The History of St. Patrick’s Day
St. Patrick’s Day began as a religious holiday over 1000 years ago and has evolved into a cultural celebration enjoyed by all faiths, Irish and non-Irish alike. If you want the quick Q & A of St. Patrick’s Day, see below.
Who was St. Patrick?
St. Patrick was born in Ireland in the 4th century. As a teen he was kidnapped and made a slave but he returned to Ireland years later as a bishop with a mission to Christianize Ireland. He did a darn good job!
Why are shamrocks the symbol of St. Patrick’s Day?
The shamrock became symbolic of St. Patrick because he used it to explain the meaning of Trinity to Irish pagans. He died on March 17, which we know as St. Patrick’s Day.
Green is also the symbolic color of St. Pat. What do you expect when Ireland is so aptly named The Emerald Isle?
Did St. Patrick really drive the snakes out of Ireland?
Evolution suggests that snakes never inhabited Ireland. It is an island and there is no way for snakes to get there. People believe it was not snakes, but demons, that he drove out of Ireland. And by demons they mean non-Christians.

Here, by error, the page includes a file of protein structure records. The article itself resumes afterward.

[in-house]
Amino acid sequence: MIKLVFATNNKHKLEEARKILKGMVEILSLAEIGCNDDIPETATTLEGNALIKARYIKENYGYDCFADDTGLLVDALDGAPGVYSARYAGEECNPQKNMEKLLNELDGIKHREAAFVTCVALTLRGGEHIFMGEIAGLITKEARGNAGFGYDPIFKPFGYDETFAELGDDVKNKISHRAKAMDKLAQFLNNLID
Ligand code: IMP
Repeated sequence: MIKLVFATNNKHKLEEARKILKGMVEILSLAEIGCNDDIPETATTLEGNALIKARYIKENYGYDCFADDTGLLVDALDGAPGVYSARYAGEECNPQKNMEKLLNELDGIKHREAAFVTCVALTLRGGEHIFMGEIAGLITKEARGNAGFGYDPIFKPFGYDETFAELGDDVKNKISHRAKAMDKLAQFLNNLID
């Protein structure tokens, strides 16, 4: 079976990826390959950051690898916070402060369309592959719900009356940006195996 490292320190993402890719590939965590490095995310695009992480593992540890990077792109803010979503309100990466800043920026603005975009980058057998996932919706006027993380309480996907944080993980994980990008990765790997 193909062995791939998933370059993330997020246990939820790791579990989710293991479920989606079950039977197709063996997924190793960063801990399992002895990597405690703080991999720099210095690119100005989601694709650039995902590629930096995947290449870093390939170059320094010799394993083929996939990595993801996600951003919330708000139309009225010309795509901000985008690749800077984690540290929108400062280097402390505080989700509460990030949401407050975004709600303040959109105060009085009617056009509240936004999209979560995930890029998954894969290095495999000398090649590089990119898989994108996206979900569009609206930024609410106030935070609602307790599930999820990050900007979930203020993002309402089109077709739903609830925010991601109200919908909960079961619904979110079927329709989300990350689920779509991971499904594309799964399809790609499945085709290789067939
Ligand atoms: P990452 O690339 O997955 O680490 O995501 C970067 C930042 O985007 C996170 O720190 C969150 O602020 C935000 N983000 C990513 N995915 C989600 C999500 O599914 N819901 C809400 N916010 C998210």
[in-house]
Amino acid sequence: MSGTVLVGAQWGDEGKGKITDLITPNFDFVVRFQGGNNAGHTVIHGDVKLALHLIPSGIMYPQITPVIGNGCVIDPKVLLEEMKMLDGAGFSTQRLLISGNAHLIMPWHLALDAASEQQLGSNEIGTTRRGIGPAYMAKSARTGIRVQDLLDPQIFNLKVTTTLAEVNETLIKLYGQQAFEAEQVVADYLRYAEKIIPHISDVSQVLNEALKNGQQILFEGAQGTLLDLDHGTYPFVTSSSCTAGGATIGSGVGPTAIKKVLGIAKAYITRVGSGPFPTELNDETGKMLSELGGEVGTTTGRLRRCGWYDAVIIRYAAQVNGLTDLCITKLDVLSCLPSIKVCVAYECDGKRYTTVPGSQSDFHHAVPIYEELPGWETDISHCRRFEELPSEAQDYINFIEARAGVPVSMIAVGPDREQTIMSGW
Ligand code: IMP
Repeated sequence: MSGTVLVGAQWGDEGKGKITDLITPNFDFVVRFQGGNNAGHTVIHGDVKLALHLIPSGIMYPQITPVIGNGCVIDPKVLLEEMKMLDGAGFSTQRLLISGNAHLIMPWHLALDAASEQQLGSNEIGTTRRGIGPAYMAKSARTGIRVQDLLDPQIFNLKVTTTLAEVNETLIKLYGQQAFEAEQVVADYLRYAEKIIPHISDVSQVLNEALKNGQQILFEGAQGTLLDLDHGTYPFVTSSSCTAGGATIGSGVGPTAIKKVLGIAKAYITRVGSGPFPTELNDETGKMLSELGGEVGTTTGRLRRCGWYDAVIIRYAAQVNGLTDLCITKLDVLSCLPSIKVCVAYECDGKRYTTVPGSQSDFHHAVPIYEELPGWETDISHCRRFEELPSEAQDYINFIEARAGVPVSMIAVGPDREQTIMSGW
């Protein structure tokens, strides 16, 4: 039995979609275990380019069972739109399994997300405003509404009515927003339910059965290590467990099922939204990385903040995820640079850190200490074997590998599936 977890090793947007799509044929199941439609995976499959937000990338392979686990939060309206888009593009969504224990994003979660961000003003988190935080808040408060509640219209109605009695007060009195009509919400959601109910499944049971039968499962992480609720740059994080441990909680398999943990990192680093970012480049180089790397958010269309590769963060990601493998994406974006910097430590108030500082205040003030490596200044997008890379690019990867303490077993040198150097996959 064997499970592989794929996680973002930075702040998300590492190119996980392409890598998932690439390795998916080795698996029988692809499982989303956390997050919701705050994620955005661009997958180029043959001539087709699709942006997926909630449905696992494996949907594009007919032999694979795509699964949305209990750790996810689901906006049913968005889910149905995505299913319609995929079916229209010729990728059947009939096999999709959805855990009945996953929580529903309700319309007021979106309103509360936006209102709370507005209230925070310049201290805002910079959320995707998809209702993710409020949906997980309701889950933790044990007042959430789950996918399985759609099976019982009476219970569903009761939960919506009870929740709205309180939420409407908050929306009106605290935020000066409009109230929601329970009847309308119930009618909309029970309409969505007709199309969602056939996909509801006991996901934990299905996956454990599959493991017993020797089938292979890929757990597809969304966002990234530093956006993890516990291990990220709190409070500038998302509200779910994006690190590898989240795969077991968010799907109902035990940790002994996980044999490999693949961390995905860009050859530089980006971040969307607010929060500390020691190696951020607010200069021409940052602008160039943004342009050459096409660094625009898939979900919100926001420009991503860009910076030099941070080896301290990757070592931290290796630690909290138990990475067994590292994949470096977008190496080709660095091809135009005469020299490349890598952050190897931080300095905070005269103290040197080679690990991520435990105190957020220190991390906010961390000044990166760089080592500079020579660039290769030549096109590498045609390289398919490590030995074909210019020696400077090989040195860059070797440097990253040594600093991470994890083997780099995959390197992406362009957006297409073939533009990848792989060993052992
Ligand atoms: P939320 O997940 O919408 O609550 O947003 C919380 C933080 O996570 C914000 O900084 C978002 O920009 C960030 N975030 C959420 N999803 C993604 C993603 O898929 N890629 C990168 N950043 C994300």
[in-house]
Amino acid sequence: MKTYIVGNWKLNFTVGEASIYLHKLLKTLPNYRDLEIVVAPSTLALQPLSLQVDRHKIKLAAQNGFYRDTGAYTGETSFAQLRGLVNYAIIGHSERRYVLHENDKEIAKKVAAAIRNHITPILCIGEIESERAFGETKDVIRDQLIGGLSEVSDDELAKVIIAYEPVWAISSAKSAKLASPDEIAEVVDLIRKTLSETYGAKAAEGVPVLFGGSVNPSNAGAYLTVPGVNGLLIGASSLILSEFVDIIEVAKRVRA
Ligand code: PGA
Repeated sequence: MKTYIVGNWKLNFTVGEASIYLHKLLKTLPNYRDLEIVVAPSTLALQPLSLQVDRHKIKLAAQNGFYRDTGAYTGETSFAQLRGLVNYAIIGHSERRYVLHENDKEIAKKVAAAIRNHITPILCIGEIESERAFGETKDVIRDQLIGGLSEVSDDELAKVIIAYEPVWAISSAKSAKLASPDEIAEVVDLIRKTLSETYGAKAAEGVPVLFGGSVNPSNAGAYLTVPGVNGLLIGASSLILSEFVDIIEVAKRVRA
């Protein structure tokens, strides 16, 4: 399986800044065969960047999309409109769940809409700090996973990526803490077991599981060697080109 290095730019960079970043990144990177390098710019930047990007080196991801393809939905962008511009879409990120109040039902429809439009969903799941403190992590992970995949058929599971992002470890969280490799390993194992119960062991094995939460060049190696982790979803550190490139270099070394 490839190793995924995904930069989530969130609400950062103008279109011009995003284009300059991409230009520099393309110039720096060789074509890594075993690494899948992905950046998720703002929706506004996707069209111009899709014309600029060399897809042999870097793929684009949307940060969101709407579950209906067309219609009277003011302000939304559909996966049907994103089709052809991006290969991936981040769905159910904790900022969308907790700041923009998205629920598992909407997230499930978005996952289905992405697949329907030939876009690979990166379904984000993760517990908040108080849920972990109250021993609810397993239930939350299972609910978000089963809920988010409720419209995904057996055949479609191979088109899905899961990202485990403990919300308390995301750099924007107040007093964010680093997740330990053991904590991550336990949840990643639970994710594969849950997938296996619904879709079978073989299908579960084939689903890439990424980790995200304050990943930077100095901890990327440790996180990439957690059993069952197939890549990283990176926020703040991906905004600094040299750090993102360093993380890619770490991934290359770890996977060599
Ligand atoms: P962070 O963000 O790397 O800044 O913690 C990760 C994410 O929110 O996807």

How has this day been celebrated through history?
For centuries, the day was commemorated by attending religious services because it was a Holy Day of Obligation on the Catholic churches’ liturgical calander. Over time, it became more and more of a happy celebration. In 1903, the Irish declared St. Patrick’s Day an official public holiday and a source of great Irish pride.
For the past century, St. Patrick’s day is marked by parades, sporting events like the All Ireland Club Football Championships, eating and drinking. The day is so important to Catholics that special dispensation was given by the Pope to allow eating meat if St. Patrick’s Day falls on a Friday during the observance of Lent.
Other great things to read about St. Patricks Day